We also felt that the different modes of psychotherapy that we had been taught, had experienced personally, and had seen friends go through and discuss with us were at best no better than talking to a good, perceptive, caring friend, and, at worst, caused clients to continue to suffer from the symptoms with which they entered treatment and, often, to develop new symptoms that were even more serious and uncomfortable.  Even when the lives of clients in the various kinds of therapies improved, these clients’ underlying fluctuations in inner well-being never seemed to change much.  Moreover, the prevailing psychotherapeutic approaches frequently described clients so negatively that we cringed inside and couldn't see how it was possible to help those who were being depreciated to feel better about themselves. Examples are the diagnosis of "narcissistic personality disorder" or clinical conferences and published papers in which clients were routinely described as "needy," "manipulative," "boring," or “provocative.” Moreover, when therapists felt bored or irritated, they generally blamed the client. And when clients seemed stuck, therapists often concluded that they had improved as much as they were able and terminated these clients without seriously examining their own work.  When we attended clinical presentations, we always felt that we would hate to be talked about the way in which clients were discussed, and we determined to develop a therapeutic approach in which clients would feel valued and respected rather than depreciated if they heard themselves being described by their therapists.


Finally, we were appalled by nearly all of the parenting theories and parenting advice we read and that we saw in practice.  For example, the phases and stages of development being described did not fit with our observations of children; we knew that babies could not be born “blank slates” since at birth they could imitate others’ facial gestures and recognize their mothers’ voices and languages; it seemed to us that way too much was being expected of children at too early an age; we never thought of children as inherently bad and needing a strong intervention to curb antisocial tendencies; it made no sense that young children had to be made to suffer in order to learn patience or independence; and, of course, we thought it was counter-productive and counter-intuitive to model punitive behaviors in the course of trying to raise adults who would be caring and compassionate. As a result, we were opposed to all the standard disciplinary measures, including time-outs, "consequences," lectures, and, of, course, spankings.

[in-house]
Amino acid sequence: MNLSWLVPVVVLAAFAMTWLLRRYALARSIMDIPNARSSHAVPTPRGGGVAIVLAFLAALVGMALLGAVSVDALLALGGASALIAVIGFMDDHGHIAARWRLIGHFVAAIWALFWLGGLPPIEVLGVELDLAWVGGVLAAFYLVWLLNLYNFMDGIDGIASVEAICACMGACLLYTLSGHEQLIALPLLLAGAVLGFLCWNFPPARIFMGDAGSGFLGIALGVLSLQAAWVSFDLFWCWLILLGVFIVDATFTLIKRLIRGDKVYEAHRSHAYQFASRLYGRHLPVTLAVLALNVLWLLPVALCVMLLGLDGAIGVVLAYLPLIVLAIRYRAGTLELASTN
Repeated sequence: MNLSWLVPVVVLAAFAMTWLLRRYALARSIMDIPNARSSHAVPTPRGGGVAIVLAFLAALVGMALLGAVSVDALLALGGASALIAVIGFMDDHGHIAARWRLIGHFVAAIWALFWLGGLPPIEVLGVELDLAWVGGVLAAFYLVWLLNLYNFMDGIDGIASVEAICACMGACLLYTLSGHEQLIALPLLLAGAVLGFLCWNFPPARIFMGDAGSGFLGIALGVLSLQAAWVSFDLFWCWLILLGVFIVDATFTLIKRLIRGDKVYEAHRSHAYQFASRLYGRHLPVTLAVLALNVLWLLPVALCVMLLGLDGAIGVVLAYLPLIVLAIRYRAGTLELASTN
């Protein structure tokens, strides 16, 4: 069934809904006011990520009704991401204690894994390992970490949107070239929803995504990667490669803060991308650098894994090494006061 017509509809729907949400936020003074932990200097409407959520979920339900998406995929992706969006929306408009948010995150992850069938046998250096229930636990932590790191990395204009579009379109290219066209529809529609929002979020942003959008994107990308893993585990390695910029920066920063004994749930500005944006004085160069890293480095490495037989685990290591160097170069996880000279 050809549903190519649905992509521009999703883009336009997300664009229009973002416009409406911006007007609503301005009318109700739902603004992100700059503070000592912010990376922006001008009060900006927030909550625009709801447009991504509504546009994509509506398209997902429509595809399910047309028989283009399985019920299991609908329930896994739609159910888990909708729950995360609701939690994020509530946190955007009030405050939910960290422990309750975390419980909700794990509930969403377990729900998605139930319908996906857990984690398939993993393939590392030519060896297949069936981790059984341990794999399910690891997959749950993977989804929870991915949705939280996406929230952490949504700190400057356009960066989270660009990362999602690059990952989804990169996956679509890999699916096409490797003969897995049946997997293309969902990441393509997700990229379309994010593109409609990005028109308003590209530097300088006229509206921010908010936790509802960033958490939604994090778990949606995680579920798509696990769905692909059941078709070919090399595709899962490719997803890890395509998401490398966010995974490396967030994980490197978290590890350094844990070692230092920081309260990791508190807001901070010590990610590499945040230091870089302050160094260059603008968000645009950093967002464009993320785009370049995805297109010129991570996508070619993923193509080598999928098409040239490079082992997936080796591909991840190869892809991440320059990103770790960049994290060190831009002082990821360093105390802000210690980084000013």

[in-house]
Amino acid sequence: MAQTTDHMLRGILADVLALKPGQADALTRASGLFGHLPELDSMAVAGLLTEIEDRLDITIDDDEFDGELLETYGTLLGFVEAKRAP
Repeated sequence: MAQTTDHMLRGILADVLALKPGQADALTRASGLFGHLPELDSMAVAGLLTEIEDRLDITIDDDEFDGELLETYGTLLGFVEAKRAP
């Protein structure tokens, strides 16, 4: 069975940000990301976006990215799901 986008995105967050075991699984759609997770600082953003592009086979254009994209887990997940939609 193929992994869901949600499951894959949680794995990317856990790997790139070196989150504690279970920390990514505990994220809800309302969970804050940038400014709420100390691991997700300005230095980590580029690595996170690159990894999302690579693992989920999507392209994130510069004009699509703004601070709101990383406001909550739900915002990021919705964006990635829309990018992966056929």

The sum total of our discontent was that we were both degreed in or getting degrees in a field that we wanted to be in so as to help others, but a field that we saw as woefully lacking a theory that we were comfortable learning, teaching, or practicing.  Obviously, the answer was either to change careers or to go back to the drawing board.

Back to the Drawing Board: Evolution of the Psychology of Intrapsychic Humanism


I should start this topic by addressing a question I am often asked, namely, which of us contributed what to the theory.  In all honesty I have to say that this is one of those rare collaborations in which we constantly modified each other's thoughts and finished each other's sentences to the point that I could not tell you who contributed what to a particular idea.  Amazingly, we almost always agreed on what worked and what didn't, and, when we did disagree, we were able to hash out our differences until we were both satisfied.  By and large, our collaboration was a lot of fun.  When we argued, and we did, it was usually about form, not content, i.e. meeting deadlines, word choice, whether material should be in footnotes or in the text, etc.  I will admit that in those kinds of disagreements, I had the final say because I was the one putting our thoughts down on the computer.